Reaching The Middle Of The Earth In Quito, Ecuador
Our flight from Bogota to Quito is delayed by an hour, so it’s evening by the time we arrive at the Ecuadorian capital’s airport. We’re staying at Community Hostel, in the old town, and have arranged a pick-up service with them as the journey is around thirty to forty minutes by car. There turns out to be a group of eight of us heading to the same hostel, which is always a good sign. Upon arrival at our home for the next three days, we are welcomed by hostel staff with a very detailed and impressive check-in process, considering there is such a large group of us. I’m particularly excited by the fact they offer free American style tea all day, and waste no time in downing a cup!
After dropping our bags next to our bunk beds, Dave and I head out to dinner with a lovely couple from Adelaide that were on the same flight as us. We’ve been advised by hostel staff not to walk around after dark as Quito can be unsafe, however the restaurant they recommend is just three blocks away and with a group of four of us and no valuables, we think it’ll be OK.
The restaurant is called Cafe San Blas and contains no more than four tables. It’s run by an adorable elderly Ecuadorian lady who greets us with a friendly smile and shows us to the only table free. It’s one of those delightful hidden gems you would never find by yourself and we eagerly settle in for a cosy dinner.
A glance at the menu tells us a local beer costs just $1.50 and a giant, freshly-cooked pizza is only $15; at these prices we’re already liking Ecuador! We spend the evening chatting and swapping stories with our new Australian friends about our hometowns, travel and the countries we’ve visited so far. Then, we head back to the hostel to get some sleep in preparation for a busy day of sightseeing tomorrow.
The next morning it’s an early start, kicked off with a huge egg and avocado breakfast wrap and fruit salad with yoghurt cooked up by our hostel staff. We’re taking part in a morning walking tour of the old town, so feeling fuelled and energetic despite the slightly high altitude of Quito (2,500 metres above sea level), we gladly tour picturesque streets, churches and colonial buildings in sunny weather, lapping up the facts given to us by our guide.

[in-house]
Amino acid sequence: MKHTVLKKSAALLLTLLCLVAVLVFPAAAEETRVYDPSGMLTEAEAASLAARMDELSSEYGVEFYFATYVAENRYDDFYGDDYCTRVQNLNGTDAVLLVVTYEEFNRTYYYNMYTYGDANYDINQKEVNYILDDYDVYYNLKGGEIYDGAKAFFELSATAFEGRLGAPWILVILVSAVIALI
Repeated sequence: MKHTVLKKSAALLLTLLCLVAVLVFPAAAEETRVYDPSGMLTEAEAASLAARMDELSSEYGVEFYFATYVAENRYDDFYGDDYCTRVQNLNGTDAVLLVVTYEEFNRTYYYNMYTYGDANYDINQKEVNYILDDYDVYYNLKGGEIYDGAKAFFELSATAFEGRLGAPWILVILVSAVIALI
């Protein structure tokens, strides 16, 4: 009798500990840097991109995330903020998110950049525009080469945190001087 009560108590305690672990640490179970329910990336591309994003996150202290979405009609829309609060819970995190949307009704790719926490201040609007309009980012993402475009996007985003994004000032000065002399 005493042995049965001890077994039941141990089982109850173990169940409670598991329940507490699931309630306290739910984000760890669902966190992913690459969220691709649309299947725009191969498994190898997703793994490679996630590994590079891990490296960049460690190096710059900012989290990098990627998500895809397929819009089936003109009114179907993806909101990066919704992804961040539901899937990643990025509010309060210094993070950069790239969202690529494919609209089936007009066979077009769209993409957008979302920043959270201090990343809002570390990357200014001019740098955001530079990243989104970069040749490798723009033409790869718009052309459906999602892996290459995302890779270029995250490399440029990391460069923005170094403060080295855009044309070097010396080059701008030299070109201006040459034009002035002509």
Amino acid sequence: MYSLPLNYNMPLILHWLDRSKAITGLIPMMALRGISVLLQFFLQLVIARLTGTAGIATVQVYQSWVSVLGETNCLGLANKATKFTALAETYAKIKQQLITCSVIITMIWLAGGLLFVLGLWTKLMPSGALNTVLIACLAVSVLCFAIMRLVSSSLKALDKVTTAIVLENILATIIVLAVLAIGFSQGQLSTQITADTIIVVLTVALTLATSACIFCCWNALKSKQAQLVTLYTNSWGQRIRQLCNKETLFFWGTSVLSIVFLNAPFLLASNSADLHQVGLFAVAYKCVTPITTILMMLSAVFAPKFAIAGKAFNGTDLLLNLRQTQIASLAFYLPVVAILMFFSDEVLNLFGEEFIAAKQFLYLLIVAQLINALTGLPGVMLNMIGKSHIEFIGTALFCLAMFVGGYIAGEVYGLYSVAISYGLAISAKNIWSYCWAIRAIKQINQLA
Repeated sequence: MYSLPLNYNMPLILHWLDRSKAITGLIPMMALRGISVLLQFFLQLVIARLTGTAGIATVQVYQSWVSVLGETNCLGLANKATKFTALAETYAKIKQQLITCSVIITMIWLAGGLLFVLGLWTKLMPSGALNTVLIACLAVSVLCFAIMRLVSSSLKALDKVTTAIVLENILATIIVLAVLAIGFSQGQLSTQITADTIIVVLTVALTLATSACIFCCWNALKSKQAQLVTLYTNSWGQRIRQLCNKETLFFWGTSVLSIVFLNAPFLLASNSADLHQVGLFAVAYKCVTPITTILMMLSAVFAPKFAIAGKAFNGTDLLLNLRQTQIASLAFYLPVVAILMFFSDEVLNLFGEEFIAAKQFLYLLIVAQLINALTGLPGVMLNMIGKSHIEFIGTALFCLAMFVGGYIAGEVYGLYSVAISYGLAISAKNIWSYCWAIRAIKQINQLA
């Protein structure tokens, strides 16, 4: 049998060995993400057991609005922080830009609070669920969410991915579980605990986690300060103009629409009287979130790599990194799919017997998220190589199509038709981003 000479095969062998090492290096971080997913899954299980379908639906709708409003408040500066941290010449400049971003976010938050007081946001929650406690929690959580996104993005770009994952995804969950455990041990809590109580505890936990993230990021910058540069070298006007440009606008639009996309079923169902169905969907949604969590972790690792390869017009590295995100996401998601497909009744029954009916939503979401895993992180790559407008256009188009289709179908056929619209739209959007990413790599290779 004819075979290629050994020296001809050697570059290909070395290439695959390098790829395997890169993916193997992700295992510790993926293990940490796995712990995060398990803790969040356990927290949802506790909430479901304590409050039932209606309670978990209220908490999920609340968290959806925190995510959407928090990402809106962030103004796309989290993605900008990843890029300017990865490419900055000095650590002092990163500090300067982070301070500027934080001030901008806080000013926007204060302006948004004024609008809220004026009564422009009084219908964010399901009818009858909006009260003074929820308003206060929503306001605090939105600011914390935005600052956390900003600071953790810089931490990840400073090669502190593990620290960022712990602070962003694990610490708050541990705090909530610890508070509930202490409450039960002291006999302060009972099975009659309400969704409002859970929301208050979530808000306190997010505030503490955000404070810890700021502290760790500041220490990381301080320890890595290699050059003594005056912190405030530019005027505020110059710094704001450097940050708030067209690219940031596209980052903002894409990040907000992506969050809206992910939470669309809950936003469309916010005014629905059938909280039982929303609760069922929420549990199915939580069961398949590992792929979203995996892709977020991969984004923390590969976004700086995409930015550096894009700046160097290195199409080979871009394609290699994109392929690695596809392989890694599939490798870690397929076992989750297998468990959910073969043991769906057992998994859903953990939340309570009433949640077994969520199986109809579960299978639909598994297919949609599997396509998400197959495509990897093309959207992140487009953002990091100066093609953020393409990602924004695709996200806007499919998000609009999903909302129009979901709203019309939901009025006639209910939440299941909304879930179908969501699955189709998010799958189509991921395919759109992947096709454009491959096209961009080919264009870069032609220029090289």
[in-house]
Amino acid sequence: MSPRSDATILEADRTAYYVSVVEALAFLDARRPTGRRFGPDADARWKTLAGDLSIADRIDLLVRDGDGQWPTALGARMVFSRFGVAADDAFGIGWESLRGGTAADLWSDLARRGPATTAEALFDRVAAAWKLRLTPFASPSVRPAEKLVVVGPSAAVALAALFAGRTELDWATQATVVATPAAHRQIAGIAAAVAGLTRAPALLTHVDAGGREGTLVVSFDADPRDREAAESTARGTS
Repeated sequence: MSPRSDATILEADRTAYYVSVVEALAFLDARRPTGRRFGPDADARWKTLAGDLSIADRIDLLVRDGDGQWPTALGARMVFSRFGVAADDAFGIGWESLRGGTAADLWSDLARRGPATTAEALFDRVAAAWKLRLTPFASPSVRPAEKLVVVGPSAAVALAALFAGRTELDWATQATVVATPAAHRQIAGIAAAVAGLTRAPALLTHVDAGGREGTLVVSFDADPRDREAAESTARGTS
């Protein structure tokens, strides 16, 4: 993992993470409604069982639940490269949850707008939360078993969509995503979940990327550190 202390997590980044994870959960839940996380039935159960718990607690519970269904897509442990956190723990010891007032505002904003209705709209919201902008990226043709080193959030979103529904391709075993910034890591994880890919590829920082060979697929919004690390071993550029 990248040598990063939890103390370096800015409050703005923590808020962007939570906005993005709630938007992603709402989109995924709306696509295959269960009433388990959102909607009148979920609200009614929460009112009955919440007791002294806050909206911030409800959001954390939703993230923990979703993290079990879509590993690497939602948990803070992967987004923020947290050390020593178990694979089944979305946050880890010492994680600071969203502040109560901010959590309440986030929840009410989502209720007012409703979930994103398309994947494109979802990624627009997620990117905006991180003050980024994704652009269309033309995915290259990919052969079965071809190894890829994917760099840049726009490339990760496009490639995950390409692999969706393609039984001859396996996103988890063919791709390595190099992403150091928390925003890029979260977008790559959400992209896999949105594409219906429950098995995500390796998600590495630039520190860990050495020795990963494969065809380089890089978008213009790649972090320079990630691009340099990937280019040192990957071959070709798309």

The walking tour ends around midday and our guide takes the entire group to a typical establishment for a traditional almuerzo; a set lunch menu of soup, chicken and rice, and a juice for just $2. In Ecuador, lunch is a popular meal as not many locals eat breakfast, so there are similar, basic restaurants dotted in most of the central streets.
Shortly after we finish eating, we head back to the hostel’s in-house travel agency. We’ve signed up to spend the afternoon at Quito’s famous landmark; the ‘Middle of the Earth’. There are actually two landmarks, one which was built originally and the other that was discovered to be the real centre of the Earth just 500 metres away, once GPS technology became available. We visit the real landmark and have a guided tour and explanation of the sight. We’re told that the point we straddle is not only the Equator, meaning we’re officially in both the Southern and Northern hemisphere simultaneously, but it’s also one of the four markers of the middle of the earth and the only one that’s land-based. Pretty cool!
Of course, there are a number of “experiments” set up for visitors to play with in the middle of the Earth, including a sink that seems to rotate water in opposite directions when moved from one side of the Equator line to the other, as well as an egg that must be balanced on a nail right on the equator line itself. I use quotation marks when saying “experiments” as we’re pretty sure these are tricks set up for our enjoyment, as opposed to real scientific tests.